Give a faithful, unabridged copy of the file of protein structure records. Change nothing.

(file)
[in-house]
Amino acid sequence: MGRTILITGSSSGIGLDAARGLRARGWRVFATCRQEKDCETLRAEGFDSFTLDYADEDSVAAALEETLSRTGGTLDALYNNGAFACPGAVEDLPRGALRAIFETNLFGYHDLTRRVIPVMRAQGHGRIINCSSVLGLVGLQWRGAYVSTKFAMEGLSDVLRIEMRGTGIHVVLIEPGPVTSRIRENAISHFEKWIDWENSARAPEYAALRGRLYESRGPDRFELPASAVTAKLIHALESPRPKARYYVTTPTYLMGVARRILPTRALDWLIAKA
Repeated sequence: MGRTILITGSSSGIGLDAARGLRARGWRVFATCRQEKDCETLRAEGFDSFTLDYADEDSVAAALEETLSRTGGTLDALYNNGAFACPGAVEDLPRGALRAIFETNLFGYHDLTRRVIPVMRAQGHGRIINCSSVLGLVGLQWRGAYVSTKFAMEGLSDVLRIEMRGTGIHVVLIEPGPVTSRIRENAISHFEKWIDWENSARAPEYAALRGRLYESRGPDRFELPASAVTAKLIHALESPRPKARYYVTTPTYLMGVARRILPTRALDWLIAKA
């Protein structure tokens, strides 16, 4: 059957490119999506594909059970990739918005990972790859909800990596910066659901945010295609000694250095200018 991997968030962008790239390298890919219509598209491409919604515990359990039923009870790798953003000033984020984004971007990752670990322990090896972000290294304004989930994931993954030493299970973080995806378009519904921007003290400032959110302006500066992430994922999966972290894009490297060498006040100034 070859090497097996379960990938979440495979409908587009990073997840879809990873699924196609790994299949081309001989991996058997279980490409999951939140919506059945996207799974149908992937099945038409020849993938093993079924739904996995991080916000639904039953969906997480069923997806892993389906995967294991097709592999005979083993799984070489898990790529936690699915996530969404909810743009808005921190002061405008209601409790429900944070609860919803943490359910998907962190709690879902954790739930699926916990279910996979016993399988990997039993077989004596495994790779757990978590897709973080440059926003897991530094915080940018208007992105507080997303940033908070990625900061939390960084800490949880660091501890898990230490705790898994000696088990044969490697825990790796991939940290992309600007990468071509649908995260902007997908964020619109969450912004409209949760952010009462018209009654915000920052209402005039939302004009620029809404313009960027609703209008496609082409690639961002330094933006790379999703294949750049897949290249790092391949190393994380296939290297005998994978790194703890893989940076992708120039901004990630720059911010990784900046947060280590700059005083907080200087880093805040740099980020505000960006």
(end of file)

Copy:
[in-house]
Amino acid sequence: MGRTILITGSSSGIGLDAARGLRARGWRVFATCRQEKDCETLRAEGFDSFTLDYADEDSVAAALEETLSRTGGTLDALYNNGAFACPGAVEDLPRGALRAIFETNLFGYHDLTRRVIPVMRAQGHGRIINCSSVLGLVGLQWRGAYVSTKFAMEGLSDVLRIEMRGTGIHVVLIEPGPVTSRIRENAISHFEKWIDWENSARAPEYAALRGRLYESRGPDRFELPASAVTAKLIHALESPRPKARYYVTTPTYLMGVARRILPTRALDWLIAKA
Repeated sequence: MGRTILITGSSSGIGLDAARGLRARGWRVFATCRQEKDCETLRAEGFDSFTLDYADEDSVAAALEETLSRTGGTLDALYNNGAFACPGAVEDLPRGALRAIFETNLFGYHDLTRRVIPVMRAQGHGRIINCSSVLGLVGLQWRGAYVSTKFAMEGLSDVLRIEMRGTGIHVVLIEPGPVTSRIRENAISHFEKWIDWENSARAPEYAALRGRLYESRGPDRFELPASAVTAKLIHALESPRPKARYYVTTPTYLMGVARRILPTRALDWLIAKA
């Protein structure tokens, strides 16, 4: 059957490119999506594909059970990739918005990972790859909800990596910066659901945010295609000694250095200018 991997968030962008790239390298890919219509598209491409919604515990359990039923009870790798953003000033984020984004971007990752670990322990090896972000290294304004989930994931993954030493299970973080995806378009519904921007003290400032959110302006500066992430994922999966972290894009490297060498006040100034 070859090497097996379960990938979440495979409908587009990073997840879809990873699924196609790994299949081309001989991996058997279980490409999951939140919506059945996207799974149908992937099945038409020849993938093993079924739904996995991080916000639904039953969906997480069923997806892993389906995967294991097709592999005979083993799984070489898990790529936690699915996530969404909810743009808005921190002061405008209601409790429900944070609860919803943490359910998907962190709690879902954790739930699926916990279910996979016993399988990997039993077989004596495994790779757990978590897709973080440059926003897991530094915080940018208007992105507080997303940033908070990625900061939390960084800490949880660091501890898990230490705790898994000696088990044969490697825990790796991939940290992309600007990468071509649908995260902007997908964020619109969450912004409209949760952010009462018209009654915000920052209402005039939302004009620029809404313009960027609703209008496609082409690639961002330094933006790379999703294949750049897949290249790092391949190393994380296939290297005998994978790194703890893989940076992708120039901004990630720059911010990784900046947060280590700059005083907080200087880093805040740099980020505000960006």